Talking with Lou set me on a path of daily drawing in the summer of 2015. I started to get up earlier to spend half an hour drawing outside before work. Almost immediately I felt the benefit. In carving out that time and simply ‘doing’ I felt like I was accomplishing something for myself and for that daily half hour I was totally absorbed and not thinking about the stresses of work or the day. I was starting to meet a deep-felt need to create and just do what I love doing. I also started to share it online and was grateful for the encouragement I received.

I also started to think about changing my work situation to enable new creative things to happen, but I wasn’t sure at that point how that would manifest.

My personal creative interests have always been around visual art, textiles and design. I love the natural world too so my sketches that summer mostly captured the goings on in my little courtyard garden, as above. I started to think about what I might draw once the winter approached.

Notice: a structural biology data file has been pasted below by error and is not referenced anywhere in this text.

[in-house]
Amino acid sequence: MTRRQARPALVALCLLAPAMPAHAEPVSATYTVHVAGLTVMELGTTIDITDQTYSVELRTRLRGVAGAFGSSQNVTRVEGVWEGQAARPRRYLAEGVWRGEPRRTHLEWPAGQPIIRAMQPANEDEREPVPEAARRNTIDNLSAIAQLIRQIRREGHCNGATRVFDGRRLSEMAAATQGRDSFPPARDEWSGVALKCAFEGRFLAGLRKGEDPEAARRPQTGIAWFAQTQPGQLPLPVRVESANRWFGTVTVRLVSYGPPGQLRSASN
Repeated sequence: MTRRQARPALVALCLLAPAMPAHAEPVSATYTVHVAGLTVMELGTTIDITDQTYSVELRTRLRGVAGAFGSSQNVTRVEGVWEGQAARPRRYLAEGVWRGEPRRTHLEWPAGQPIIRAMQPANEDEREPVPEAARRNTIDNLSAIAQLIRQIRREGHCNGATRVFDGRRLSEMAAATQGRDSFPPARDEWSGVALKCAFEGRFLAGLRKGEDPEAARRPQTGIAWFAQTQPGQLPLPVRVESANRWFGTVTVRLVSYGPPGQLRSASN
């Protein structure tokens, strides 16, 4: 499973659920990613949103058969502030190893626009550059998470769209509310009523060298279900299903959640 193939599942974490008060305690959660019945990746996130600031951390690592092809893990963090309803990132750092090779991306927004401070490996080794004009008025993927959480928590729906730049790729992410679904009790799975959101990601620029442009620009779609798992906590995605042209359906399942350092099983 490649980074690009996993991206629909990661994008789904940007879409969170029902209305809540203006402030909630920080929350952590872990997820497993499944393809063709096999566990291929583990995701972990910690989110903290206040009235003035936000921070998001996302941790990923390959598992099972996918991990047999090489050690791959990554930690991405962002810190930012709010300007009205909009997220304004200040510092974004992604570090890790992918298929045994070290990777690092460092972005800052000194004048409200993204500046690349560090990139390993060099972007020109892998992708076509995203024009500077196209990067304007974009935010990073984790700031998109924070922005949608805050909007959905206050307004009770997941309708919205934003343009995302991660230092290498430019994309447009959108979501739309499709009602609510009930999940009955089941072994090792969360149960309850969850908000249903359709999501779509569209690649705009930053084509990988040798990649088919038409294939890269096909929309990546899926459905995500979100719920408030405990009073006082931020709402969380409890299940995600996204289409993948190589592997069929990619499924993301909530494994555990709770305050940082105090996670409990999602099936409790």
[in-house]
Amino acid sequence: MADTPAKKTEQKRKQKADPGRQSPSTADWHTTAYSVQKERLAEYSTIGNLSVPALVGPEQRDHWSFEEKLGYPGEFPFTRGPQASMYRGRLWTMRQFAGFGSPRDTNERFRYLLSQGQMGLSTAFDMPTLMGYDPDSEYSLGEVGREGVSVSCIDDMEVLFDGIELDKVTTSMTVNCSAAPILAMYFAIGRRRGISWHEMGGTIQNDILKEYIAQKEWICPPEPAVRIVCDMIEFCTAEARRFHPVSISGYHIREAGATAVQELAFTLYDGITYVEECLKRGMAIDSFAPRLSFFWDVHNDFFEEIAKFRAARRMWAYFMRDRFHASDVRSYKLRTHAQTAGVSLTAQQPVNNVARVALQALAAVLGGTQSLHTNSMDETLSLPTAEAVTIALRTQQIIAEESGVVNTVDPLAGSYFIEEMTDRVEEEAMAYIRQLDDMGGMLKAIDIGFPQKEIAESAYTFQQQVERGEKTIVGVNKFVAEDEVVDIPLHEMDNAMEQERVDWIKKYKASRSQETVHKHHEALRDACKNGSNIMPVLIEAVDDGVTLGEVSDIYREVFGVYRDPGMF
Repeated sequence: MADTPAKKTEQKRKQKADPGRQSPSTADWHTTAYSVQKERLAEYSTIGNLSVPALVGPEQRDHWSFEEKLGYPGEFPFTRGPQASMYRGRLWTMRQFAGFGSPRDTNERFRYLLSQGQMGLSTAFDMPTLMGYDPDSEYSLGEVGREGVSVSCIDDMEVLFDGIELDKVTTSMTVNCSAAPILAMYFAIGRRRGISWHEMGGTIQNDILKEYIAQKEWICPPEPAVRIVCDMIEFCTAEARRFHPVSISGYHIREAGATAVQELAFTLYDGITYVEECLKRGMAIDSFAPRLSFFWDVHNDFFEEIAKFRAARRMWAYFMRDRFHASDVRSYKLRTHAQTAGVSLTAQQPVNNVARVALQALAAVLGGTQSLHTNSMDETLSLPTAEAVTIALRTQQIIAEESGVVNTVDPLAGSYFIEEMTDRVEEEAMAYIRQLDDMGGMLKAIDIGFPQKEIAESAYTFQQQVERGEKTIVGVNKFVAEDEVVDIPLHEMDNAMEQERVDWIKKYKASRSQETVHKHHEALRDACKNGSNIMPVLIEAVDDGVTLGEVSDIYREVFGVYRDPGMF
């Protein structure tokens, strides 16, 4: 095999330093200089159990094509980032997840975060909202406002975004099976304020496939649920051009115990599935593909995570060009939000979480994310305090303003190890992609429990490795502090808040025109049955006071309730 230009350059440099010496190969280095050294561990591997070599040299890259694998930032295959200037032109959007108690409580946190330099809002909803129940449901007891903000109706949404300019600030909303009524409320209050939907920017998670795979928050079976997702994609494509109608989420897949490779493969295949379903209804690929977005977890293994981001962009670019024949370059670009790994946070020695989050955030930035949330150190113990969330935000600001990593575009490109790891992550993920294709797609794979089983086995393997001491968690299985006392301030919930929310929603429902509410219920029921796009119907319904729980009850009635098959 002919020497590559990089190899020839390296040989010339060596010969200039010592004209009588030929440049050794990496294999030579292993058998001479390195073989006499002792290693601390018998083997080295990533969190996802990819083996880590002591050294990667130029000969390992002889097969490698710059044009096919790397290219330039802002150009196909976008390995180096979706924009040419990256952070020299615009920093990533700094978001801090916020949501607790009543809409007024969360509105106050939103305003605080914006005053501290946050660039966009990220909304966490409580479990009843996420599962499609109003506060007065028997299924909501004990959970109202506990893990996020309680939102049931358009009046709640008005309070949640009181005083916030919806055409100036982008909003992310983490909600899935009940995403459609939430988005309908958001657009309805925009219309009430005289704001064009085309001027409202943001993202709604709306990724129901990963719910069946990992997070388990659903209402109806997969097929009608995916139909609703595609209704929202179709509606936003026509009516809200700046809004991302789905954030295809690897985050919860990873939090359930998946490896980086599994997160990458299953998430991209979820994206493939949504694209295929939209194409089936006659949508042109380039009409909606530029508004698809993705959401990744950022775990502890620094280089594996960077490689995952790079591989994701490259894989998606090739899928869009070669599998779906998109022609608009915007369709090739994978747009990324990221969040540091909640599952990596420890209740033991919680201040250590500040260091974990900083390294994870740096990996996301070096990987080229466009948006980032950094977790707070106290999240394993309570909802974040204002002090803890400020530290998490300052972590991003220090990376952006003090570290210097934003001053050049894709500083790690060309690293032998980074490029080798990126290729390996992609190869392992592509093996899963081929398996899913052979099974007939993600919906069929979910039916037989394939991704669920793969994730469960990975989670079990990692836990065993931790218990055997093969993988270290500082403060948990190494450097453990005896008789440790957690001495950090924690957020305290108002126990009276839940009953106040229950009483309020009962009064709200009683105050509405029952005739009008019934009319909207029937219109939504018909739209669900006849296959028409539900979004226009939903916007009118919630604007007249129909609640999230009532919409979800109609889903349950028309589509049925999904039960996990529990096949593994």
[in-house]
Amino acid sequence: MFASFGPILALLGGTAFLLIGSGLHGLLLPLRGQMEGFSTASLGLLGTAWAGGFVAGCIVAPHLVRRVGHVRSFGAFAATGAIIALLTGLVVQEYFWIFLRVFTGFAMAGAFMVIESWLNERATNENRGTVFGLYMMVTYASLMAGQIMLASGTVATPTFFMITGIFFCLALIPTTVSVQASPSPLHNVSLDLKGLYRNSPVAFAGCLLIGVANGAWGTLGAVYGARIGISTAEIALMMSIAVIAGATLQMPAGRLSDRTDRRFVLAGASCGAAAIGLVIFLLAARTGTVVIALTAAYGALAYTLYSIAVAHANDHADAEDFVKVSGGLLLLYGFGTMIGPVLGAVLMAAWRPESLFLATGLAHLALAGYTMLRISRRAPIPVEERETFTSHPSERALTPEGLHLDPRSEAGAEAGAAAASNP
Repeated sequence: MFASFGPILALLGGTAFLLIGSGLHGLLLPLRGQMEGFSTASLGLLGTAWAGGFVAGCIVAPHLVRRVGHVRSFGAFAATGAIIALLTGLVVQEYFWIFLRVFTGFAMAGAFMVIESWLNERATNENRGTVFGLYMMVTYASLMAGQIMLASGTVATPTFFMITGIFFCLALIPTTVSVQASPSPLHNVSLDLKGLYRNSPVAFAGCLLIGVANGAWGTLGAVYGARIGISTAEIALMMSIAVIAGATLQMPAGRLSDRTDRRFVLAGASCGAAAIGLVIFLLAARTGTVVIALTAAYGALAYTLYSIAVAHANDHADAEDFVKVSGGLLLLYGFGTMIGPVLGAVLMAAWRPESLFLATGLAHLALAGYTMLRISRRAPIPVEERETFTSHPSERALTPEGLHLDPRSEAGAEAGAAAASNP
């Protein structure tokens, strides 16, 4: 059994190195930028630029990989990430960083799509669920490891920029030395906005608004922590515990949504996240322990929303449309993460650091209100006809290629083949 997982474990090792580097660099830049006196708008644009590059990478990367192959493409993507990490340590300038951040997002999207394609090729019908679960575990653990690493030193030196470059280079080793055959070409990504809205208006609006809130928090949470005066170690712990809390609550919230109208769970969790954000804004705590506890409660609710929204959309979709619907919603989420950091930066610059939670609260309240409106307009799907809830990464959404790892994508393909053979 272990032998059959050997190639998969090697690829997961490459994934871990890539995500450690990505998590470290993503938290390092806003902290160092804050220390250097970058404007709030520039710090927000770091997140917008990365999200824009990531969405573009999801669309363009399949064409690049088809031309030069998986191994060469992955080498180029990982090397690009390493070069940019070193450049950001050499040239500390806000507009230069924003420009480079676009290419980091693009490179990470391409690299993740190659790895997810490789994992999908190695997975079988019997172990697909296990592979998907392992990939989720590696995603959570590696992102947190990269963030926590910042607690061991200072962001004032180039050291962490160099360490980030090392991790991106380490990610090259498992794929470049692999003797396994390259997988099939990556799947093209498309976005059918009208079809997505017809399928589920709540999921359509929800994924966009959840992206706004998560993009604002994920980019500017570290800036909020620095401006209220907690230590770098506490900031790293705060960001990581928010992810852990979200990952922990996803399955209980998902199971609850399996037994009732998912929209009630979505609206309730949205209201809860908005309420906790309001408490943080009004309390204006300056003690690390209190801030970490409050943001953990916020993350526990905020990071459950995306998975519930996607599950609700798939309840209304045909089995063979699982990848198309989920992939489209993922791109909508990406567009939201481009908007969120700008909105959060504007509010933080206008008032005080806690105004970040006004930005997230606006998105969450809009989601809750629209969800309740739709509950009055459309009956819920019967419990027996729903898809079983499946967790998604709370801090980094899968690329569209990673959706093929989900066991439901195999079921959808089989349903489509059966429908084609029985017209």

A few years prior to this time I had become aware of and enjoyed the sketches posted from around the world on the Urban Sketchers website. In a world of photos I loved the idea that daily life from around the world was being captured and shared ‘one drawing at a time’. I started to follow a few people on Instagram and Twitter and towards the end of 2015 I saw a post from someone I’m sorry to say I don’t know the name of, who seeded the idea of making a five-minute drawing each day, of something that represented that day.